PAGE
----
This interesting disc is emblematic of (at least) two things: the huge importance of Naples as an operatic centre in the period 1720 – 1750, and the richness and diversity of the composers whose operas were performed there. If we are by now thoroughly used to opera seria in some of Mozart and above all in Handel operas, it comes as a welcome surprise (to this listener, at least) to hear the form so differently exploited by Pergolesi, Porpora, Leo, Vinci and Hasse, just to name the five composers whose arias fill this generous CD. The form may have been inflexible, but the variety within that form is astonishing.
There is another common thread, beside Naples: the texts of almost all the recitatives and arias are by that colossus of libretti writing in the 18th century, Pietro Metastasio. He could clearly turn his hand to any mood, any dramatic situation, from rage aria to plaintive lament, from pastoral idyll to heroic, declamatory resolve. The results, as dusted off, freshened up and recorded here are invigorating: this is a delightful CD, with plenty of little treasures in store for the first-time listener.
I have never heard Leipzig-born Simone Kermes in the opera house, but I should like to – a strikingly good-looking redhead, she is an alert, dramatic soprano with an undoubted gift for role characterisation. The 12 arias recorded here allow her to display considerable versatility. If at times I think she slightly overdoes it, the results are always interesting and the singing often delightful. I have a tip: do not embark on this CD by listening to track one (for reasons to which I shall return) but programme instead track three or track five. Track 3 is by Porpora, 'Se non dovesse il pie' from Flavio Anicio Olibrio, and is a teasing aria with a plucked accompaniment. Kermes produces light and accurate singing, tonally very pure and then with added ornamentation where needed as the aria progresses: the whole conceit reminds me of Cherubino accompanying himself on the guitar in Count Almaviva's house. Then jump to track 5, 'Manca sollecita' from Il Demetrio by Leonardo Leo. This is an absolute gem. Kermes gives her phrasing the utmost delicacy, but combines this with sustained, ravishing long-breathed lines: very little vibrato, no forcing of the voice, muted strings in accompaniment, the whole aria infused with plaintive melancholy. There is a brief middle section whose chord progressions call to mind Orpheus pleading with the Furies in Gluck's version of the legend, but then the slow refrain returns in all its glory.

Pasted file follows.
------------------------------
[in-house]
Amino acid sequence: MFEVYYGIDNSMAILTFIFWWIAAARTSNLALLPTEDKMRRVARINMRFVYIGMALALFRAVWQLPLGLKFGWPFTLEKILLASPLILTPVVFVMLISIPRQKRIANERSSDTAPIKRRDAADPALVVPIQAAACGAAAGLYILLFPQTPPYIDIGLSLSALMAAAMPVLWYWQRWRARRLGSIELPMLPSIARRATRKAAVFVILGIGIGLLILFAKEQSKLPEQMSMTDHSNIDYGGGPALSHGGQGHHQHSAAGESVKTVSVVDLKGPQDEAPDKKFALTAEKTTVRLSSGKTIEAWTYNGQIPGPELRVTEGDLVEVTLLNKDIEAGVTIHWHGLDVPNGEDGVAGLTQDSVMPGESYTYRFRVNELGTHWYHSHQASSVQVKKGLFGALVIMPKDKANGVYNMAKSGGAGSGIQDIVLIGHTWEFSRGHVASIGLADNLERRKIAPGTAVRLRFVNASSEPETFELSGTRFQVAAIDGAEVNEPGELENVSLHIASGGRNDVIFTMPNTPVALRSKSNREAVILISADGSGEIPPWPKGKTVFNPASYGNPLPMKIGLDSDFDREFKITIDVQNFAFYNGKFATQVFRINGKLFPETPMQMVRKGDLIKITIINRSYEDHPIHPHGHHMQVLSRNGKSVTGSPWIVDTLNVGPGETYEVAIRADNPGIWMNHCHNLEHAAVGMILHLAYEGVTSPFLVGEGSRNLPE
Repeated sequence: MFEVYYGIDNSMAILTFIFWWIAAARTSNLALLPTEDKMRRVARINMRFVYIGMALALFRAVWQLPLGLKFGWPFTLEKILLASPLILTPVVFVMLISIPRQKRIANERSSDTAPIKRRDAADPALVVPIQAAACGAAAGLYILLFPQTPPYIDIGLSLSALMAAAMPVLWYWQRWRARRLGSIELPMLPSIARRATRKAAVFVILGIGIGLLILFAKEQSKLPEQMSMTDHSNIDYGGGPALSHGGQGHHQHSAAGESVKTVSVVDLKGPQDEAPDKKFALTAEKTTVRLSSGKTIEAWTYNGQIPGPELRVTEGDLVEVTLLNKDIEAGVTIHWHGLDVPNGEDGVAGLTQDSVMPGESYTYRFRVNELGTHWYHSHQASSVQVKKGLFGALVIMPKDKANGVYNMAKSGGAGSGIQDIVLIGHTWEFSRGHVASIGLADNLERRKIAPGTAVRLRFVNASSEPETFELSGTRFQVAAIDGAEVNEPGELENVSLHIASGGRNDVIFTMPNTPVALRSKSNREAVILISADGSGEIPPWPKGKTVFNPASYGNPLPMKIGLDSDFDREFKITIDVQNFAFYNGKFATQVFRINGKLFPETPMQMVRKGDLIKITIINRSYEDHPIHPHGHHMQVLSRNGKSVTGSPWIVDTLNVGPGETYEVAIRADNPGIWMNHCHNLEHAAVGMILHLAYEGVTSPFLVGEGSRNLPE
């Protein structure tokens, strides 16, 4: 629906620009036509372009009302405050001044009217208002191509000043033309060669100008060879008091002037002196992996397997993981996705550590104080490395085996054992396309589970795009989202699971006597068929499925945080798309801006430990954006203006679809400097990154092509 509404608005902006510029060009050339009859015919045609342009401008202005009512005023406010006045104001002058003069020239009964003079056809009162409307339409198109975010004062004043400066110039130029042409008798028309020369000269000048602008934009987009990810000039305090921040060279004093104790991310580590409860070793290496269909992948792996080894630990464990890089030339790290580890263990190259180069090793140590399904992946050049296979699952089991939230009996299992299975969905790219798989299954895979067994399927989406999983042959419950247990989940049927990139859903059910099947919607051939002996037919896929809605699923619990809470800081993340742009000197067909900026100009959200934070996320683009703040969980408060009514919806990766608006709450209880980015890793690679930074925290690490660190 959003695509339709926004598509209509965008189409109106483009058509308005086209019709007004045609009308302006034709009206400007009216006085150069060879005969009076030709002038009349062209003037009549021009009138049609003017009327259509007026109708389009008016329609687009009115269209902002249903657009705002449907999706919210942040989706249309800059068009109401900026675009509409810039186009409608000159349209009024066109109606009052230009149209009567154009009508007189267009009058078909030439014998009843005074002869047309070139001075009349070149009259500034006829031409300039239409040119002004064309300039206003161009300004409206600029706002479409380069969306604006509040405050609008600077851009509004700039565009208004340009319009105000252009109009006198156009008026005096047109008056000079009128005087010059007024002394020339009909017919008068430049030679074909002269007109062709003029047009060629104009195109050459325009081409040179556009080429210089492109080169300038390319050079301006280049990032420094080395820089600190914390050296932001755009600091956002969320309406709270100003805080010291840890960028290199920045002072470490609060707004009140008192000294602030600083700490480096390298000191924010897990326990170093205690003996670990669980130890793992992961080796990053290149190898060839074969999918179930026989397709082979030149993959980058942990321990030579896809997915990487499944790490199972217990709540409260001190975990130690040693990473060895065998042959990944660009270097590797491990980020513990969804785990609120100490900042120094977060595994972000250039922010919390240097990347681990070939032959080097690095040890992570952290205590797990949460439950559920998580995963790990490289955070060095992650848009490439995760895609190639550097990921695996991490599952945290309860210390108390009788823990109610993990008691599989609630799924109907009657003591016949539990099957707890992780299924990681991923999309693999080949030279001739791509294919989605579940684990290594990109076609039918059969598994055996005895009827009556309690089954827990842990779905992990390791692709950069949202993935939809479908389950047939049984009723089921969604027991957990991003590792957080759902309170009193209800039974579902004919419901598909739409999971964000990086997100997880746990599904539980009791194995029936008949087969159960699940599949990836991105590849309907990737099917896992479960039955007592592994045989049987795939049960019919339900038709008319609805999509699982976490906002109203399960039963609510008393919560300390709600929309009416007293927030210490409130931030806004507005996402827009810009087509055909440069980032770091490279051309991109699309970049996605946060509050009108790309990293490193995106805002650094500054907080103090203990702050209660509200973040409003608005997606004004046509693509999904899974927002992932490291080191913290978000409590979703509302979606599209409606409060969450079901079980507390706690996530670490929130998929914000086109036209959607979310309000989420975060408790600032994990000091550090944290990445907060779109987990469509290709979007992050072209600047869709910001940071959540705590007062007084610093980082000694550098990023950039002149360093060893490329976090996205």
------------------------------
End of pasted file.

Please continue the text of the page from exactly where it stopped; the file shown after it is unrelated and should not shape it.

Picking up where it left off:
The longest track of all, just under 15 minutes, is reserved for Pergolesi and his aria 'Lieto cosi talvolta' from Adriano in Siria. It might best be described as a duologue for soprano and oboe with string accompaniment and the talented oboist Michael Bosch does the instrument full justice, with Kermes once again producing a lovely, pure soprano sound. But the music itself does not really go anywhere and the piece as a whole lacks dramatic cogency.
That can certainly not be said of 'Morte amara' from Lucio Papirio by Porpora – it is a hushed, anguished defiance of death and Kermes sings it dramatically, vibrato this time in evidence. This brings me on to the 'other' Kermes, who attacks the faster paced, dramatic arias she is given here with real gusto, emphasising the breathiness in her voice, going down into chest register and almost treating one or two isolated passages as Sprechgesang: the arias by Hasse are all good examples of what I mean. They are real, acted performances and Kermes tries to put these pieces all across in the voice, with heavy aspirates and staccato repeated notes. Some of this is fun but there are times when I think a more judicious approach might have served the material better. Go now to track 1, the aria from L'Olympiade by Pergolesi which I suggested the listener might choose to skip at the outset. The string sound is thin and scrubby, the voice breathy – it makes a suitably mad opener to the whole CD, but takes some getting used to. This is the side of Kermes' artistry I least enjoyed aesthetically, whilst admitting that her sense of incisive attack is splendid, and her determination to put spark and character into her musical roles is admirable.
So the CD serves a clear purpose in bringing otherwise forgotten, and certainly unrecorded music from the heyday of Neapolitan opera into sharp focus. Under the crisp baton of Claudio Osele the small orchestra (one instrument per part) provides alert and lively accompaniment: if the sound is less than lush at times, that is in the nature of the forces here deployed. As a curiosity, the CD would make a great stocking filler for Christmas. I enjoyed it all hugely and shall watch out for Simone Kermes's progress with great interest.